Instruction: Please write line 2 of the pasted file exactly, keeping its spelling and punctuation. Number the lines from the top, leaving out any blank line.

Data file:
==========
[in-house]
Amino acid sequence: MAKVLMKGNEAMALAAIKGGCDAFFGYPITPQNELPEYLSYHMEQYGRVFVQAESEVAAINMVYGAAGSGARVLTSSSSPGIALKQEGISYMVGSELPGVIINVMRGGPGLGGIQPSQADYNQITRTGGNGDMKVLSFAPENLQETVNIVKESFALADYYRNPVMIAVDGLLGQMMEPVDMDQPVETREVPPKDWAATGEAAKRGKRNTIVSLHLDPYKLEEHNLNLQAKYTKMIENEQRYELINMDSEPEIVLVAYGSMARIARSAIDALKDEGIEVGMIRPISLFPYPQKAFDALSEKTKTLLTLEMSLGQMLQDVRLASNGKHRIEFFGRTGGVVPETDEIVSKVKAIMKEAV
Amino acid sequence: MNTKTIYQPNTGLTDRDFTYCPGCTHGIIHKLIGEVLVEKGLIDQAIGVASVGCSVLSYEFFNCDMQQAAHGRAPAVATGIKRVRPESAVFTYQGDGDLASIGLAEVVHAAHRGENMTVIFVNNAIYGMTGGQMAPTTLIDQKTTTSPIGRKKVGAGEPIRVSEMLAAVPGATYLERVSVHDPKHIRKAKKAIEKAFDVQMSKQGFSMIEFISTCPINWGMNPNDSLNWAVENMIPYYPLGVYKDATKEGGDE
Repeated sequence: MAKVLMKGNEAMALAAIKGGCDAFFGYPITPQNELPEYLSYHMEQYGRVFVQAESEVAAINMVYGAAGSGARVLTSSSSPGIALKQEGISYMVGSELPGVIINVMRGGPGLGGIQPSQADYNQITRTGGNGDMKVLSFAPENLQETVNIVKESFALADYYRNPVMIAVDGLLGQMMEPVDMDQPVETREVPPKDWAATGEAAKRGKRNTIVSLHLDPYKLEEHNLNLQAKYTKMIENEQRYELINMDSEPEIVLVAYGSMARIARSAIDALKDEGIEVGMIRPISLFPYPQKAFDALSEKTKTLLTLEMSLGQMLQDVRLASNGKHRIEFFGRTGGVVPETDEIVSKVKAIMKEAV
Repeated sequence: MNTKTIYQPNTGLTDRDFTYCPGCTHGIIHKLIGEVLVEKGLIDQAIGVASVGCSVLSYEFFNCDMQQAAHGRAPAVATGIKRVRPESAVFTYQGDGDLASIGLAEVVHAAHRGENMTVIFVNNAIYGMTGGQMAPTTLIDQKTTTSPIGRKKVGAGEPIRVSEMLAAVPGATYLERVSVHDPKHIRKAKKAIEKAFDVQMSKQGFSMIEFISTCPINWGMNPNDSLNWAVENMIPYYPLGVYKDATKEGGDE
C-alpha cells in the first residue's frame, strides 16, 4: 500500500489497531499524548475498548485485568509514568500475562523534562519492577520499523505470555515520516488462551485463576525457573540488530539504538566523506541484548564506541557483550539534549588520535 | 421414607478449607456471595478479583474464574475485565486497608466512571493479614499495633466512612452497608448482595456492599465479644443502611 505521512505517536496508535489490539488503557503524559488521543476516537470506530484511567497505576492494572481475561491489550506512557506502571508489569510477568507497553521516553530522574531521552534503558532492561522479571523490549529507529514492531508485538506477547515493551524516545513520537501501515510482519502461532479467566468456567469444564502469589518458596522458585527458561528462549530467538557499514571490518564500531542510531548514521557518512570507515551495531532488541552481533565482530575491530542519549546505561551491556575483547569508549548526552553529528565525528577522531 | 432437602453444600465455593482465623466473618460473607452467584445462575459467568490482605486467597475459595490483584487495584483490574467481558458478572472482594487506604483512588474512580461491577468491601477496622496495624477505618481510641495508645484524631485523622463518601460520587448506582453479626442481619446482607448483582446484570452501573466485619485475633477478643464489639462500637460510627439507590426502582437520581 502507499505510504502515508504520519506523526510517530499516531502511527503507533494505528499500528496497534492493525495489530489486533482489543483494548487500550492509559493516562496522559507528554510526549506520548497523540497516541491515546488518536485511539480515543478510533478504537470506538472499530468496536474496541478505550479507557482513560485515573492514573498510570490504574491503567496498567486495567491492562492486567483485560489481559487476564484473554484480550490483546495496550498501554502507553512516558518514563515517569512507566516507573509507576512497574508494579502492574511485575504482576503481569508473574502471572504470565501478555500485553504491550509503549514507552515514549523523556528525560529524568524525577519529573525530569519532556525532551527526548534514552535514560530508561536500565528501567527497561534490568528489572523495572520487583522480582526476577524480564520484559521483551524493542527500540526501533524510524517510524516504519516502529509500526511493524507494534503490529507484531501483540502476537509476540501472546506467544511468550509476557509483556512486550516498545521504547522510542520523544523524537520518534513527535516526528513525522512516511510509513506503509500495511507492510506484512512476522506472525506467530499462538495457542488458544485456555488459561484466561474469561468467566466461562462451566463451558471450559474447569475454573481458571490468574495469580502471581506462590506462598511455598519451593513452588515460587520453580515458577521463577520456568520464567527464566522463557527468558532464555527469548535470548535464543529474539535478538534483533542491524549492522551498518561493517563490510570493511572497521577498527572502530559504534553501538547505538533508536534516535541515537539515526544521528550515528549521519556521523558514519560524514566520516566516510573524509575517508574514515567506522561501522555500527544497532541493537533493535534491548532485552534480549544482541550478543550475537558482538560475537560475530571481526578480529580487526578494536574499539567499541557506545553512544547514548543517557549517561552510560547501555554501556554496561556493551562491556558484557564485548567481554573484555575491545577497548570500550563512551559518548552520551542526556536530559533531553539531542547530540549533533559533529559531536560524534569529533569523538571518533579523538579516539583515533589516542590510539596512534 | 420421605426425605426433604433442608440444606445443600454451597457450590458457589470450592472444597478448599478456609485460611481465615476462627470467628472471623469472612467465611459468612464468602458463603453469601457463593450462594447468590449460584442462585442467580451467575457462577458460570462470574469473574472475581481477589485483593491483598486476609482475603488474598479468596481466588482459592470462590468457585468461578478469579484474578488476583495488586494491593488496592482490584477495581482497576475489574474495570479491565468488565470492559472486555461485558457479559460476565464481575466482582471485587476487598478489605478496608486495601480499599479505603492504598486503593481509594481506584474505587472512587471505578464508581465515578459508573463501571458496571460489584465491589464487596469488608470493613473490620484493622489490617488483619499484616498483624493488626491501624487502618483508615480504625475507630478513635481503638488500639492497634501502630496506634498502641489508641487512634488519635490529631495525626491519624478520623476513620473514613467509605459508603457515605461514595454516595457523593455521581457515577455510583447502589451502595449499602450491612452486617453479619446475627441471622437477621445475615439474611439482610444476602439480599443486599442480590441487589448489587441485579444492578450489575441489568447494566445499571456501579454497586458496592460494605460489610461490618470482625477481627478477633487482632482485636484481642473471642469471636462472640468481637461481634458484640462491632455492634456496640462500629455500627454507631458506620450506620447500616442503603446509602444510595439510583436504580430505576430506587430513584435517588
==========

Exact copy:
Amino acid sequence: MAKVLMKGNEAMALAAIKGGCDAFFGYPITPQNELPEYLSYHMEQYGRVFVQAESEVAAINMVYGAAGSGARVLTSSSSPGIALKQEGISYMVGSELPGVIINVMRGGPGLGGIQPSQADYNQITRTGGNGDMKVLSFAPENLQETVNIVKESFALADYYRNPVMIAVDGLLGQMMEPVDMDQPVETREVPPKDWAATGEAAKRGKRNTIVSLHLDPYKLEEHNLNLQAKYTKMIENEQRYELINMDSEPEIVLVAYGSMARIARSAIDALKDEGIEVGMIRPISLFPYPQKAFDALSEKTKTLLTLEMSLGQMLQDVRLASNGKHRIEFFGRTGGVVPETDEIVSKVKAIMKEAV